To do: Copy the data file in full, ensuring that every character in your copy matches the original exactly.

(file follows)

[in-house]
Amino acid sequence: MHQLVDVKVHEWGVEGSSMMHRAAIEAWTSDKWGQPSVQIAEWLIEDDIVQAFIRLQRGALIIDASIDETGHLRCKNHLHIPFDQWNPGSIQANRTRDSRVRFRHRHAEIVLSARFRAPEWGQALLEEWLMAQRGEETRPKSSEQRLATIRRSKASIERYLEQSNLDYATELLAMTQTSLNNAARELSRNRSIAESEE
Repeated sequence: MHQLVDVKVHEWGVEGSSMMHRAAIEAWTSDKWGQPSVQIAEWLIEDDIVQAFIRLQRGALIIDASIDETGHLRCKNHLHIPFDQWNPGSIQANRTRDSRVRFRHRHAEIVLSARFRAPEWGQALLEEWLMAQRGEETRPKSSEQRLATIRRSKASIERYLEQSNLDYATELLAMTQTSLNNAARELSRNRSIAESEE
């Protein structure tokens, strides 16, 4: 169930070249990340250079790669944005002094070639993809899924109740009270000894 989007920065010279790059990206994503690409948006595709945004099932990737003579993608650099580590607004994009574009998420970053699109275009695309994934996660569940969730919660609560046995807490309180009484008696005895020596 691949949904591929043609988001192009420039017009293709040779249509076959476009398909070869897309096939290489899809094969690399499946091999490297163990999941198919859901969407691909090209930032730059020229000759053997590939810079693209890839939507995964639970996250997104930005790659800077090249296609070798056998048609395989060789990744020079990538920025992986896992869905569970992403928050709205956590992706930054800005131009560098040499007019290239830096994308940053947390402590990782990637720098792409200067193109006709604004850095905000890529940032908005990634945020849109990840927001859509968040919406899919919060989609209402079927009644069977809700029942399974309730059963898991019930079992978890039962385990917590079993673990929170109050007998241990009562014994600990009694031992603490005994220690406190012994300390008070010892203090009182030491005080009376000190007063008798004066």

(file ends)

[in-house]
Amino acid sequence: MHQLVDVKVHEWGVEGSSMMHRAAIEAWTSDKWGQPSVQIAEWLIEDDIVQAFIRLQRGALIIDASIDETGHLRCKNHLHIPFDQWNPGSIQANRTRDSRVRFRHRHAEIVLSARFRAPEWGQALLEEWLMAQRGEETRPKSSEQRLATIRRSKASIERYLEQSNLDYATELLAMTQTSLNNAARELSRNRSIAESEE
Repeated sequence: MHQLVDVKVHEWGVEGSSMMHRAAIEAWTSDKWGQPSVQIAEWLIEDDIVQAFIRLQRGALIIDASIDETGHLRCKNHLHIPFDQWNPGSIQANRTRDSRVRFRHRHAEIVLSARFRAPEWGQALLEEWLMAQRGEETRPKSSEQRLATIRRSKASIERYLEQSNLDYATELLAMTQTSLNNAARELSRNRSIAESEE
């Protein structure tokens, strides 16, 4: 169930070249990340250079790669944005002094070639993809899924109740009270000894 989007920065010279790059990206994503690409948006595709945004099932990737003579993608650099580590607004994009574009998420970053699109275009695309994934996660569940969730919660609560046995807490309180009484008696005895020596 691949949904591929043609988001192009420039017009293709040779249509076959476009398909070869897309096939290489899809094969690399499946091999490297163990999941198919859901969407691909090209930032730059020229000759053997590939810079693209890839939507995964639970996250997104930005790659800077090249296609070798056998048609395989060789990744020079990538920025992986896992869905569970992403928050709205956590992706930054800005131009560098040499007019290239830096994308940053947390402590990782990637720098792409200067193109006709604004850095905000890529940032908005990634945020849109990840927001859509968040919406899919919060989609209402079927009644069977809700029942399974309730059963898991019930079992978890039962385990917590079993673990929170109050007998241990009562014994600990009694031992603490005994220690406190012994300390008070010892203090009182030491005080009376000190007063008798004066």